Monday, June 04, 2007

It's not exactly a girdle.

“You look like someone else from a distance.” A stranger said I was walked down the lengthy hospital hallway. At my quizzical look, she shook her head and offered, “You don’t once I got close up.”

I must have continued to look confused – I think I might have reminded her of someone she knew, then the surprise that we were not acquainted made her speak to me regardless – because she stopped and turned around to clarify.

“It’s the way you carry yourself, I think.” She noted, then waved her hand in the air at shoulder height. “A confidence, perhaps.”

“Oh.” I said, then smiled at her. What I would have said had my own internal censors not been working properly was, “It’s probably my new underwear!”

The fact is that I bought new skirts this weekend (and also that it’s been a little while since my last embarrassing revelation on the blog – I’m likely due.). Knee-length, flowing, light-weight summer skirts now hang happily in my closet. They’re quite pretty – one black with pink flowers, one white with blue flowers and one (quite loud, but $8!) with a navy and yellow pattern. I love them all very much.

“But,” I said to Friend, “I need something to wear underneath. I don’t like the shorts I sometimes wear and putting on hose everyday defeats the purpose of wearing a skirt to be cooler. I need…different shorts or undergarments or something.”

She offered that she sometimes wears Under Armour and is pleased with the results. Since the primary goal was to prevent any chafing (which is vastly unpleasant to write, but even more awful to deal with in sticky summer weather), I considered her suggestion. But I wanted something ladylike and pretty. So instead of visiting the sportswear department, I headed to lingerie. And found a girdle-type device.

They’re not called girdles, of course, going with by the more consumer-friendly ‘body shaper.’ But they’re basically really tight shorts – with some sort of gripping rubber-esque material on the inside so they don’t budge as you move around – that go up almost to the bra area. I didn’t feel that the height of the stretchy material was warranted, but given that they didn’t have anything lower, I shrugged and bought a pair in white and beige.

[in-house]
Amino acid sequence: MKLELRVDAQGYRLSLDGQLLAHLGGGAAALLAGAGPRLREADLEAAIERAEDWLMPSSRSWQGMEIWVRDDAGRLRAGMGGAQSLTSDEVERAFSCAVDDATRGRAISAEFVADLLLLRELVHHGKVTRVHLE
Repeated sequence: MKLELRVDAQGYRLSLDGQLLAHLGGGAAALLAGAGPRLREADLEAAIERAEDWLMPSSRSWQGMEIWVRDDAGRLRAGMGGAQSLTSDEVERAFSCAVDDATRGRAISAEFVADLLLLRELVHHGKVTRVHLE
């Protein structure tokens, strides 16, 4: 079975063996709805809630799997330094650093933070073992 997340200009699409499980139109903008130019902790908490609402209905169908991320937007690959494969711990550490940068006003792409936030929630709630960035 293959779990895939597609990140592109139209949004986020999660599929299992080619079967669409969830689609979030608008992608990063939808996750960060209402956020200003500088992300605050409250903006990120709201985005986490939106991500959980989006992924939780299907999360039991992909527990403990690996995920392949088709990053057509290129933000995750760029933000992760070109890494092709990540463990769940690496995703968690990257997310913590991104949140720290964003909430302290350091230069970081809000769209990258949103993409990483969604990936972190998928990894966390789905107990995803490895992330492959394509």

I wore the beige today – under a black top with my black and pink skirt – and told Friend I rather liked it.

“I noticed you didn’t wear a white shirt.” She offered.

“No,” I said, giggling. “Then everyone would know I had on underwear up to my chest.” She nodded and laughed and said I might not be so enamored of what was under my pretty outfit after I grew hot or had to use the restroom.

Instead, I found I love this fantastic device. It’s not uncomfortable, but I am strangely aware that I’m wearing it. Almost like when you start wearing a new ring. It’s not painful, but it does tug at my consciousness. I hold my fingers a bit differently than normal, play with the back of the band until I grow used to the sensation of pressure where there was none before.

It’s the same thing here – there’s pressure while everything is tucked and smoothed. I had trouble finding my waist – everything curved more gently and there wasn’t an obvious place to rest the waistband of my skirt. I had to examine myself in the mirror to make sure things looked right because the material of the body shaper is dense enough so that I couldn’t really feel the clothing on top of it. I rather liked that there was an extra, unseen layer between me and the world.

So whether it was that I liked the way the soft hem of the skirt flirted with my calves as I walked along, or how I enjoyed how the clicking heels of my sandals sounded, or holding my head up so my bangs didn’t fall in my face, or walking a bit taller since I was aware that body shaper would work better if I didn’t slouch… Something made me appear confident. In need of a hand wave in the air to indicate how I carry myself.

The truth is that I like everything understated and contained. Nothing obvious or gauche – I prefer simple and elegant. Quiet and smooth seem to soothe me somehow – I liked the idea of controlling some problem areas and wondered if I could begin to wear these fabulous pieces all the time.

“What I need,” I told Friend at lunch, “is a full body suit! Something that comes up over my shoulders, but still has the shorts component. Then everything would be smooth and contained!”

“Then you could wear white shirts, I suppose.” She said after calling me odd.

“I could.” I breathed, staring into the cafeteria as I considered the possibilities. “Then if anyone noticed I was wearing some large undergarment under my clothes, I could say, ‘It’s my full body suit!’”

“OK.” I think she said. In all fairness, it’s likely best to agree with crazy people so they don’t flip out. So kudos to Friend.

I’m obviously all about control, given that I would wear a full protective suit (maybe like Spiderman? But less obvious.) to prevent people from seeing flaws.

Apart from my pager and cell phones – ringers set so low I often don’t hear them so as to be unobtrusive, my toenails painted a shade of pale pink and fingers polished in clear so as to be slightly shiny but nothing else, I try to glide around unnoticed. And if someone does see me, I fervently hope they don’t think anything negative.